DADOES poses some interesting questions like: What makes human beings human? How do you know you’re human? Could androids be capable of empathy or is that a unique human trait? What about humans who seem to be without empathy (like Phil Resch)? Is there value in all life, even artificial life? How do you distinguish between what is alive and what is not? Will we ever be able to consider androids as alive? As human?
In Rick’s world, humans take great care to protect and preserve the life of animals — they’re even willing to care for “fake” electric animals. No one thinks twice about killing humanoid androids, though. In the end, Rick learns to appreciate all life, even artificial.
The 1982 movie, Blade Runner, was based on DADOES. Although the two shared the same basic skeleton, they were quite different. Spoilers below!
First of all, the movie took place in Los Angeles rather than San Francisco and it was more futuristic than the book made it seem. There were also a lot more people than I was expecting. I pictured Earth as a much more deserted place, since most people had left for the off-world colonies.
Some of the characters were renamed (e.g. Rosen -> Tyrell), left out (e.g. Rick’s wife, Iran), or changed (e.g. the J. R. Isidore character, called J. F. Sebastian in the movie, was entirely different). Also, androids were called “replicants” or “skin jobs” in Blade Runner.
The movie dropped the animal empathy stuff that I thought was a pretty interesting aspect of DADOES. I doubt that the few references to electric animals in Blade Runner would really be understood by someone who hadn’t read the book and I don’t think World War Terminus was even mentioned in the movie.The religious themes (Mercerism vs. Buster Friendly) were also left out.
There was a ridiculous scene (below) in Blade Runner in which Rick Deckard spent almost 3 minutes “enhancing” an image like 8 times. According to a quick internet search, this was the original scene from which the countless “zoom! enhance!” photo manipulation scenes have gotten their inspiration. Uff da.
In both the movie and the book, androids had a short lifespan. In DADOES it wasn’t really an issue, but in the movie, it was an important motivating force for the replicants. They (violently) sought out ways to ways to extend their lives, culminating with Roy Baty killing his “maker,” Dr. Eldon Tyrell.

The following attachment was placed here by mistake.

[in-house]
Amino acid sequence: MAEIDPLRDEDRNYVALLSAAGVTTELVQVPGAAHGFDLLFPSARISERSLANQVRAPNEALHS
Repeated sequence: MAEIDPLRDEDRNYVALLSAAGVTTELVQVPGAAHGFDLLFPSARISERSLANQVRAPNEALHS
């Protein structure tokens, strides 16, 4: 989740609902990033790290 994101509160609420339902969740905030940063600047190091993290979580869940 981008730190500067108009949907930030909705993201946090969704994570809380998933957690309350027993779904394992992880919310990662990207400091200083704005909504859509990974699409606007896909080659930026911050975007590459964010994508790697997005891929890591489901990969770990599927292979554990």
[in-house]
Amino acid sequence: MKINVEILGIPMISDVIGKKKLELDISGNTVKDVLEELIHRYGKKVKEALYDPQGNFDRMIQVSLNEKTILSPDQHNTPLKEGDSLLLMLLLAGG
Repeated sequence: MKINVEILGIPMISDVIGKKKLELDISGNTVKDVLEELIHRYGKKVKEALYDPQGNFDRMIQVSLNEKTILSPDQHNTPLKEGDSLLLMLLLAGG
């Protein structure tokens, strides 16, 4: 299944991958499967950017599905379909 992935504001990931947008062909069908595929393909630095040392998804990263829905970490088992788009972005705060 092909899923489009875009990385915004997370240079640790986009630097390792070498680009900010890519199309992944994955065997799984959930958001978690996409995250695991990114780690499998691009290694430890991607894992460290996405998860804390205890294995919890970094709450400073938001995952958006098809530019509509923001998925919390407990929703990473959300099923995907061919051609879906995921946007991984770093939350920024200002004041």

The ending was probably the biggest difference between Blade Runner and DADOES. Roy Baty was made to be a much bigger antagonist in the movie than he was in the book. There was a long scene with Roy hunting down Rick that ended with Roy saving Rick’s life instead of killing him. The replicants in Blade Runner were “more human than human” and taught Roy compassion and love.
In DADOES, Roy had a much more minor role and Rick killed him relatively easily in Isidore’s apartment. In the end, the android Rachael kicked Roy’s prized, real goat off the roof, killing it. Rachael (android) hurt Roy and his wife (human) comforted him. In spite of this, Roy learned to have empathy for androids and electric animals; he saw the value in all life, even “paltry” artificial life.
Blade Runner was worth watching, but don’t expect it to follow the book. It has its own, unique interpretation that made it an interesting movie to see.
This is an amazing documentary about the research computer scientists are doing on slime mold. They are using the slime mold to solve maze and networking problems and even operate robots.
In one experiment, oat flakes were placed on a dish to represent the major cities around Tokyo and the slime mold was placed in the corresponding location for Tokyo. The mold created a network between the oat flakes that was strikingly similar to Tokyo’s rail system. My complaint about the experiment was that it did not seem to take topography into consideration, but I looked into it and they used light to simulate mountains, water, and other obstacles. Neat!